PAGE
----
Australia is one of the sunniest places in the world, so it’s no surprise that the nation is leading the charge when it comes to installing rooftop solar. In fact, over 3.5million Australian households have solar panels installed today – that’s a whopping 30% of Aussie homes!
Queensland ranks second for solar installations across Australia with current installations sitting at 41,512.
For many, using solar charge to power their home’s appliances, air-conditioning and other energy intensive lifestyle habits has helped reduce household energy bills. With home battery prices predicted to decline with more demand entering the market, the time to shift to renewable energy generation has never been more affordable for homeowners.
For Australian homeowners in search of short and long term solutions for reducing their energy bill, Nectr has shared their top five insider tips on starting out with solar and battery:
- Size and capacity: Think about the number of people in the household and the average household energy usage. This will help identify the size of the solar system to suit your household’s energy needs.
- Installation and warranties: Ensure solar panels are installed by a Clean Energy Council (CEC) approved installer and opt for products with minimum 10-year product warranties and 25-year performance warranties. Choosing high quality hardware such as Qcells – a world leading producer of solar cells and modules – will ensure you get maximum benefit from your solar system.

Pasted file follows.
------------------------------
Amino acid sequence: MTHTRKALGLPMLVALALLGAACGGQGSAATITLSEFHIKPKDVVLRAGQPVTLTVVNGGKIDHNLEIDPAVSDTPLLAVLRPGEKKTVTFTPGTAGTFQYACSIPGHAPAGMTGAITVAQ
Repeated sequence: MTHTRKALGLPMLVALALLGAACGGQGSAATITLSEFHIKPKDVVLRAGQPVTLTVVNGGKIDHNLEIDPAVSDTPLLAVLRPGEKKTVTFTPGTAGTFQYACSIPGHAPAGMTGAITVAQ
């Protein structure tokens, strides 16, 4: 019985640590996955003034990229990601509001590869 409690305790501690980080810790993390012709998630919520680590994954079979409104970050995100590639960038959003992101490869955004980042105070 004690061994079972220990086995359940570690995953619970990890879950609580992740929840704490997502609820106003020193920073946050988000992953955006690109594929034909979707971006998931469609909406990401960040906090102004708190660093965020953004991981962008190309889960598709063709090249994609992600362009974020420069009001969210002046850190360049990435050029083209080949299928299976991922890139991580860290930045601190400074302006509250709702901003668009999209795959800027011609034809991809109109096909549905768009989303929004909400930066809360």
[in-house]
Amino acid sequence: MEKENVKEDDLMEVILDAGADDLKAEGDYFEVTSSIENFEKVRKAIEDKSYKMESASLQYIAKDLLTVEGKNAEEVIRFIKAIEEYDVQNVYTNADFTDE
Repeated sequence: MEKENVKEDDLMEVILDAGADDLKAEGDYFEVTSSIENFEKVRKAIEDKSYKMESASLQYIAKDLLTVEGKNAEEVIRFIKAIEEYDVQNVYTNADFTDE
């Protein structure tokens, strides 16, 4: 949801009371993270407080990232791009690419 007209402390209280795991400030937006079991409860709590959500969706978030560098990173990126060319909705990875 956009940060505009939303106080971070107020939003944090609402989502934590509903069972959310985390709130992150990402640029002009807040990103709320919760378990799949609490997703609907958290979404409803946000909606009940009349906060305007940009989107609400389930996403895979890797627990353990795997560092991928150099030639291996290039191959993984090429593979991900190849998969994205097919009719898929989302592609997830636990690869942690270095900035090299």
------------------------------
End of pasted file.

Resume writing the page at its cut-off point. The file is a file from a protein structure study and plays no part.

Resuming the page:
- Deals: Do your research to compare all offers on the market based on the hardware being offered, and take note of the contract pricing details. Nectr offers solar and battery bundles with no upfront cost, interest-free, fixed-rate electricity rates for the duration of the contract (3 or 5 year periods) to make home solar and battery more affordable for Australian households.
- Rebates and incentives: There are government-led assistance schemes for eligible households for solar and battery installation, as well as state based rebates and incentives such as those in NSW, VICand ACT.
- Consider a battery: A home battery lets you use the energy you generate, when it suits you and when the sun is not shining. Household battery storage capacity is measured in kilowatt-hours (kWh), with 1kWh is equal to one hour of electricity used at the power of 1kW. Generally, a typical home with solar panels exporting over 2MWh per year could meet its needs with battery systems of 5kWh through to 9kWh capacities.
For more information, visit www.nectr.com.au